Dee Dee Jacobson was elevated from commissioner to vice-chair with the same efficiency and unanimity, but without the chuckles.
By 7:04, it was time for Senior Planner Jason Smisko to formally introduce the draft General Plan for One Valley One Vision. (The comma that once halved “One Valley One Vision” is gone; the Orwellian connotation remains). Smisko expressed a mix of anticipation and anxiousness over OVOV, its corpus comprising draft general plan elements and land use maps complemented by a draft EIR[3]. He emphasized that this was just the beginning of meetings focused on OVOV. Staff recommended that the Planning Commission continue the public hearing to November 16th, again to December 7th, and finally to January 18th. At each of these subsequent meetings, specific portions of the plan will be discussed in more detail and the City will respond to public feedback.
Planning Manager Lisa Webber spoke next. Her face was wan and her voice quivered a little, but she was otherwise composed as ever. She spoke about how the planning process started long ago, hearkening back to the “Flapjack Forum Kick Off” held on January 28, 2001. If people can't unite over pancakes, what can they unite over? Since then, she noted that LA County has adopted more progressive planning philosophies; greenhouse gas emissions have gone from a peripheral to central consideration for planners; and trends towards walkability, mixed-use communities, and sustainable developments have firmly taken root. In short, Santa Clarita’s General Plan has evolved a lot over the past decade.
Jason Smisko took to the microphone again and tried to give an over-arching idea of what OVOV is. In his words, it is a collection of over 800 “goals, policies, and objectives.” The land use map is the other major component. Four themes unify the plan:
1. Valley of Villages. Santa Clarita will be developed in a way that preserves the character of its neighborhoods. “We want these communities to maintain their distinctive community character,” said Smisko. I presume their are limits to the acceptable degree of distinctiveness.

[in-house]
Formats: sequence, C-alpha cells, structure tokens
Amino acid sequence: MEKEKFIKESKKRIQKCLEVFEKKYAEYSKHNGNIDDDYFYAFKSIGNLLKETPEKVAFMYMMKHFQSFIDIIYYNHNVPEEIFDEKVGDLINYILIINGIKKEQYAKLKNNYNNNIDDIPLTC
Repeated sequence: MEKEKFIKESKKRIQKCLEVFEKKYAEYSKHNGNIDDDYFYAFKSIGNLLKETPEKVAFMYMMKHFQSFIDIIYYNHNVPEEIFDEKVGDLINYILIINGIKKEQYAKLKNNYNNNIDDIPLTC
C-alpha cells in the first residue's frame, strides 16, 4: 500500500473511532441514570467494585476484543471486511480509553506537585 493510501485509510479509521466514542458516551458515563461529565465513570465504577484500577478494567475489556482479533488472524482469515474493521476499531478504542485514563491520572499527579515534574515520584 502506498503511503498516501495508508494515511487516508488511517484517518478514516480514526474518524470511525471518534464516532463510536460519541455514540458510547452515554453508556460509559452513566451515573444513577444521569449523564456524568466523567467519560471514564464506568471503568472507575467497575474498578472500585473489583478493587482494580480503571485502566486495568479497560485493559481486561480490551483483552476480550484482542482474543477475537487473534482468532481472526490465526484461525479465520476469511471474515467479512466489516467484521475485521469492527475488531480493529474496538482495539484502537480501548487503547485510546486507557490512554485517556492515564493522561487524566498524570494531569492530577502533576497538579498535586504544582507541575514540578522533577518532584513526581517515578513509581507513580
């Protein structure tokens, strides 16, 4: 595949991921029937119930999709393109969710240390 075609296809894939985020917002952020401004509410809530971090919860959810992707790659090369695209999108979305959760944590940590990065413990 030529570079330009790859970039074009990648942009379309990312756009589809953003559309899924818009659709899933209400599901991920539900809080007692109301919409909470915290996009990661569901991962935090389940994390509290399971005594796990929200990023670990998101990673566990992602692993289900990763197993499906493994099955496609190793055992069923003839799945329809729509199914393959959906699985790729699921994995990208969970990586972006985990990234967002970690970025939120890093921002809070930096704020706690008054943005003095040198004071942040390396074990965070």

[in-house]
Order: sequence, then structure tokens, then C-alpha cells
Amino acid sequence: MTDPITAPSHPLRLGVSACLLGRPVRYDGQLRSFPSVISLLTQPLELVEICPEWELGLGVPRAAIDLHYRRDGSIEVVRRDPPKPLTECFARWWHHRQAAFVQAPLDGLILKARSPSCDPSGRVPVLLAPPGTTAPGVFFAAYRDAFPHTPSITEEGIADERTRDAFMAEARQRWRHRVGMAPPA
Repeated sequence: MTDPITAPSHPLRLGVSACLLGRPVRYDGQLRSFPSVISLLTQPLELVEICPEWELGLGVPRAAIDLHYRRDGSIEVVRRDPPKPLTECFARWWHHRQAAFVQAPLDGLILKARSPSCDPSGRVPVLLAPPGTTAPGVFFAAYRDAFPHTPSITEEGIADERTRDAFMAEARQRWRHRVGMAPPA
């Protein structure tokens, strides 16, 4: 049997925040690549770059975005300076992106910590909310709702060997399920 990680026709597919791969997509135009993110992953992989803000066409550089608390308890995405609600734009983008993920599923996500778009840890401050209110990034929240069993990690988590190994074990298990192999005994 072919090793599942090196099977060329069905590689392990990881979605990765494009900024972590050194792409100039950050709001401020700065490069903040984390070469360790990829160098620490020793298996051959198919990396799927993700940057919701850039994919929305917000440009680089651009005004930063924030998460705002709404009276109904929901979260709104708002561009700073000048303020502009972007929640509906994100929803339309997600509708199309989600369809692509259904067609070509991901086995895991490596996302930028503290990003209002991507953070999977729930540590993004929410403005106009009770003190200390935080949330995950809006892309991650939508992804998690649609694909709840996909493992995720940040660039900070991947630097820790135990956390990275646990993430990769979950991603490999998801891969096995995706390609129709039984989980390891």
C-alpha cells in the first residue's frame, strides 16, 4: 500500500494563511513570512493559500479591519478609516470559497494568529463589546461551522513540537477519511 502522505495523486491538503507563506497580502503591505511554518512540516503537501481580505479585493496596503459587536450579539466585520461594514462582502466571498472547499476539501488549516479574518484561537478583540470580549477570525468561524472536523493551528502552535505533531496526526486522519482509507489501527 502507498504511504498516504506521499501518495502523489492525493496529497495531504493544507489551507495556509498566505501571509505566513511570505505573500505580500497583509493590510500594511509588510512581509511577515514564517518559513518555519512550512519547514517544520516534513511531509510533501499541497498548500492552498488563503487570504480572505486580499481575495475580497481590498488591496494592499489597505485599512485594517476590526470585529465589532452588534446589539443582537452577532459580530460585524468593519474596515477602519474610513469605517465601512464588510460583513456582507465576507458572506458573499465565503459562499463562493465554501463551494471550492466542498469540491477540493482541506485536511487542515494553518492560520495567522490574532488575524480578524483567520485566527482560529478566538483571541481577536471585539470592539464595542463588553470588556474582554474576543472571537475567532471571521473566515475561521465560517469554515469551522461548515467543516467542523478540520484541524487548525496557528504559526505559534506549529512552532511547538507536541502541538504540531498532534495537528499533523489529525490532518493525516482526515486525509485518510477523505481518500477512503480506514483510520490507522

2. Valley Center. There will be an effort to bring more “regional shopping, dining, and entertainment opportunities” that also generate more tax revenue and create local jobs.

3. Jobs-Housing Balance. Smisko said that about 50% of the workforce leaves Santa Clarita every day (is that all?), a trend the City hopes to counter by creating 1.5 jobs per residence. Number of good-jobs-per-residence will be somewhat less.

4. Preservation of Open Space/Valley Greenbelt. Claritans value open space, so there will be an effort to expand the greenbelt around Santa Clarita and to protect sensitive habitats like riparian areas.

OVOV tries to balance the four themes, some of which go hand-in-hand (2 & 3) and others of which work in direct opposition (4 vs. everything else). Determining the pattern of land use that best supported the themes involved visits to literally every property in the planning area.
Compared to the existing general plan, the new one emphasizes mixed use developments, increases commercial densities, and features a climate action plan. Indeed, there was a certain amount of paranoia over AB-32 and SB-375, the acts that compel the City of Santa Clarita to aggressively address greenhouse gas emissions towards meeting California’s climate change goals. Assistant Planner Dave Peterson said that he and his colleagues have been meeting with the State Attorney General’s office to ensure that the City’s plan for dealing with greenhouse gases is acceptable. The most recent of these meetings took place last month, and things seem to be looking OK.
Jason Smisko next moved, with some trepidation, to the topic of population growth. He showed a slide with some staggering numbers. For example, within the planning area, there are 80,500 existing units. OVOV anticipates 155,000 total potential units (40,500 units are “entitled unbuilt units," meaning they could be coming very soon). That’s double the number of homes currently found in the Santa Clarita Valley. It was stressed that the 155,000 figure represented capacity only--what might happen if demand is high, etc. The next alarming number was the projected population. Smisko placed the value as somewhere between 459,000 and 483,000 Claritans. [Insert gasp of horror here.]

Watch Clarita grow.

Mitch Glaser, Principal Planner for the County of Los Angeles, spoke next. He said “we’re a little bit behind the City” in terms of revisions and circulating documents. Glaser predicted that the Board of Supervisors might be considering the plan for county lands “sometime in the middle of next year.” There was, of course, much reciprocal back-patting between planners from the City of Santa Clarita and those from the County of Los Angeles.

Glaser was followed by Susan Tebo of Impact Sciences, Inc., Project Director for the EIR. She remarked, “If the OVOV plan were [sic] implemented, there would be significant and unavoidable impacts associated with implementation of this plan.” (Few minded the redundancy as her presentation style was clear and methodical—though perhaps a bit slow.) Among the significant, unavoidable impacts is diminished air quality with regard to certain, but not all, pollutants. 200 acres of prime farmland would be lost to other uses. Landfill space is filling up fast, and there would be problems as landfill capacity is reached around 2021. Greenhouse gas emissions would increase even with mitigating actions. Some special status plants and animals and the habitats on which they depend would be lost. Water services outside of the Castaic Lake Water Agency’s service area would face significant impacts.